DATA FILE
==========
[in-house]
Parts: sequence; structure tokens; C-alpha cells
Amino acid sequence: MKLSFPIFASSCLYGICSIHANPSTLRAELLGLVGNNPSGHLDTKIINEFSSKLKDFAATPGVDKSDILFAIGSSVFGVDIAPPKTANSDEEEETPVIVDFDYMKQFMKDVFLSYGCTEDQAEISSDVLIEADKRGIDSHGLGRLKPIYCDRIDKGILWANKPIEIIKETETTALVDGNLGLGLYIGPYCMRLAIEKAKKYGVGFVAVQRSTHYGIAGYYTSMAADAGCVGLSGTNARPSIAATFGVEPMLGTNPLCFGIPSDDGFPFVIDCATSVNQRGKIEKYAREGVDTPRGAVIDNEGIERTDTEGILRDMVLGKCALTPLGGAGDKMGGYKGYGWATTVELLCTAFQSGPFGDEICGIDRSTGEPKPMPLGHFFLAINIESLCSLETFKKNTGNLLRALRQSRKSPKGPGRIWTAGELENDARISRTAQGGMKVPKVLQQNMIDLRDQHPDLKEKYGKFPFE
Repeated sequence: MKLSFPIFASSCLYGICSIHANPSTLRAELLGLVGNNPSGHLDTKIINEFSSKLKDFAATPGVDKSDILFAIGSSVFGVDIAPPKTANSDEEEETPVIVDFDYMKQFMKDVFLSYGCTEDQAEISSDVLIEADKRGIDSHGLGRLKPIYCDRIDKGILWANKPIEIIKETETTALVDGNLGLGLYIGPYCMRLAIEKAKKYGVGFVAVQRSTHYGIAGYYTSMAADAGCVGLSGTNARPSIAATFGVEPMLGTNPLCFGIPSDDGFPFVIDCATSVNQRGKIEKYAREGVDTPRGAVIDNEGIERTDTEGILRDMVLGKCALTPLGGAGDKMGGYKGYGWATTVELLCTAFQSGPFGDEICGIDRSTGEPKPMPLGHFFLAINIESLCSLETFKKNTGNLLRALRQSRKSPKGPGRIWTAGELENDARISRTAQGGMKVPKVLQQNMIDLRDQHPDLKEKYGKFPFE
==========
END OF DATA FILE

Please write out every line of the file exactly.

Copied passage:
[in-house]
Parts: sequence; structure tokens; C-alpha cells
Amino acid sequence: MKLSFPIFASSCLYGICSIHANPSTLRAELLGLVGNNPSGHLDTKIINEFSSKLKDFAATPGVDKSDILFAIGSSVFGVDIAPPKTANSDEEEETPVIVDFDYMKQFMKDVFLSYGCTEDQAEISSDVLIEADKRGIDSHGLGRLKPIYCDRIDKGILWANKPIEIIKETETTALVDGNLGLGLYIGPYCMRLAIEKAKKYGVGFVAVQRSTHYGIAGYYTSMAADAGCVGLSGTNARPSIAATFGVEPMLGTNPLCFGIPSDDGFPFVIDCATSVNQRGKIEKYAREGVDTPRGAVIDNEGIERTDTEGILRDMVLGKCALTPLGGAGDKMGGYKGYGWATTVELLCTAFQSGPFGDEICGIDRSTGEPKPMPLGHFFLAINIESLCSLETFKKNTGNLLRALRQSRKSPKGPGRIWTAGELENDARISRTAQGGMKVPKVLQQNMIDLRDQHPDLKEKYGKFPFE
Repeated sequence: MKLSFPIFASSCLYGICSIHANPSTLRAELLGLVGNNPSGHLDTKIINEFSSKLKDFAATPGVDKSDILFAIGSSVFGVDIAPPKTANSDEEEETPVIVDFDYMKQFMKDVFLSYGCTEDQAEISSDVLIEADKRGIDSHGLGRLKPIYCDRIDKGILWANKPIEIIKETETTALVDGNLGLGLYIGPYCMRLAIEKAKKYGVGFVAVQRSTHYGIAGYYTSMAADAGCVGLSGTNARPSIAATFGVEPMLGTNPLCFGIPSDDGFPFVIDCATSVNQRGKIEKYAREGVDTPRGAVIDNEGIERTDTEGILRDMVLGKCALTPLGGAGDKMGGYKGYGWATTVELLCTAFQSGPFGDEICGIDRSTGEPKPMPLGHFFLAINIESLCSLETFKKNTGNLLRALRQSRKSPKGPGRIWTAGELENDARISRTAQGGMKVPKVLQQNMIDLRDQHPDLKEKYGKFPFE